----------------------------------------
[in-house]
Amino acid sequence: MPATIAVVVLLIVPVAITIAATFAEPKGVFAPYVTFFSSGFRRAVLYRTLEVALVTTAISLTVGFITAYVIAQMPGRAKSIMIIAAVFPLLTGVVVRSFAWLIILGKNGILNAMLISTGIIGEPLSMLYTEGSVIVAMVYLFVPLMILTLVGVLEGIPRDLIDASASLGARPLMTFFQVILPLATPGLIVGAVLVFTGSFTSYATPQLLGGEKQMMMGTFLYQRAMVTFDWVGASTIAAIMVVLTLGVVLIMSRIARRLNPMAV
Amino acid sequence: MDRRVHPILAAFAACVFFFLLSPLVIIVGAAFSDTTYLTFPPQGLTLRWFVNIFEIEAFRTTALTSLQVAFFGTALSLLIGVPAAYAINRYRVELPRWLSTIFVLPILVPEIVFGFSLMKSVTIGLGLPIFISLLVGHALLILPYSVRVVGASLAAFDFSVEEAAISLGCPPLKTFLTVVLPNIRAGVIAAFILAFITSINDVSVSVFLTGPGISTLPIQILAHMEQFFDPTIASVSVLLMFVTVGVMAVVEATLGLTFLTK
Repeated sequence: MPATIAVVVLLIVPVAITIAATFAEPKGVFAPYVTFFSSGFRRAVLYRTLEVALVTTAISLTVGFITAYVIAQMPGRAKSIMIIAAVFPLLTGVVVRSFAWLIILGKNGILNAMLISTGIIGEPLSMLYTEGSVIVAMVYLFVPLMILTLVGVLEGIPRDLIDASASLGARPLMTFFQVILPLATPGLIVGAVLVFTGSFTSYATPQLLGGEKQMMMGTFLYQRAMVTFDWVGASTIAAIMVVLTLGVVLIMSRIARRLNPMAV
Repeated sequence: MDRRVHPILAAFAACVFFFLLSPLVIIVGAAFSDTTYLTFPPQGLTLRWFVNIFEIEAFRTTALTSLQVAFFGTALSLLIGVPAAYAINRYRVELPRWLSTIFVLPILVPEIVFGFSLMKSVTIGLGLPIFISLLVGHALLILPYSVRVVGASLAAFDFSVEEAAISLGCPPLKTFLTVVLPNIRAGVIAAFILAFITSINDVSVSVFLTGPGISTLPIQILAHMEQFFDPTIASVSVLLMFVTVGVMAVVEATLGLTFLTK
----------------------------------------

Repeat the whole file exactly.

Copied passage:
[in-house]
Amino acid sequence: MPATIAVVVLLIVPVAITIAATFAEPKGVFAPYVTFFSSGFRRAVLYRTLEVALVTTAISLTVGFITAYVIAQMPGRAKSIMIIAAVFPLLTGVVVRSFAWLIILGKNGILNAMLISTGIIGEPLSMLYTEGSVIVAMVYLFVPLMILTLVGVLEGIPRDLIDASASLGARPLMTFFQVILPLATPGLIVGAVLVFTGSFTSYATPQLLGGEKQMMMGTFLYQRAMVTFDWVGASTIAAIMVVLTLGVVLIMSRIARRLNPMAV
Amino acid sequence: MDRRVHPILAAFAACVFFFLLSPLVIIVGAAFSDTTYLTFPPQGLTLRWFVNIFEIEAFRTTALTSLQVAFFGTALSLLIGVPAAYAINRYRVELPRWLSTIFVLPILVPEIVFGFSLMKSVTIGLGLPIFISLLVGHALLILPYSVRVVGASLAAFDFSVEEAAISLGCPPLKTFLTVVLPNIRAGVIAAFILAFITSINDVSVSVFLTGPGISTLPIQILAHMEQFFDPTIASVSVLLMFVTVGVMAVVEATLGLTFLTK
Repeated sequence: MPATIAVVVLLIVPVAITIAATFAEPKGVFAPYVTFFSSGFRRAVLYRTLEVALVTTAISLTVGFITAYVIAQMPGRAKSIMIIAAVFPLLTGVVVRSFAWLIILGKNGILNAMLISTGIIGEPLSMLYTEGSVIVAMVYLFVPLMILTLVGVLEGIPRDLIDASASLGARPLMTFFQVILPLATPGLIVGAVLVFTGSFTSYATPQLLGGEKQMMMGTFLYQRAMVTFDWVGASTIAAIMVVLTLGVVLIMSRIARRLNPMAV
Repeated sequence: MDRRVHPILAAFAACVFFFLLSPLVIIVGAAFSDTTYLTFPPQGLTLRWFVNIFEIEAFRTTALTSLQVAFFGTALSLLIGVPAAYAINRYRVELPRWLSTIFVLPILVPEIVFGFSLMKSVTIGLGLPIFISLLVGHALLILPYSVRVVGASLAAFDFSVEEAAISLGCPPLKTFLTVVLPNIRAGVIAAFILAFITSINDVSVSVFLTGPGISTLPIQILAHMEQFFDPTIASVSVLLMFVTVGVMAVVEATLGLTFLTK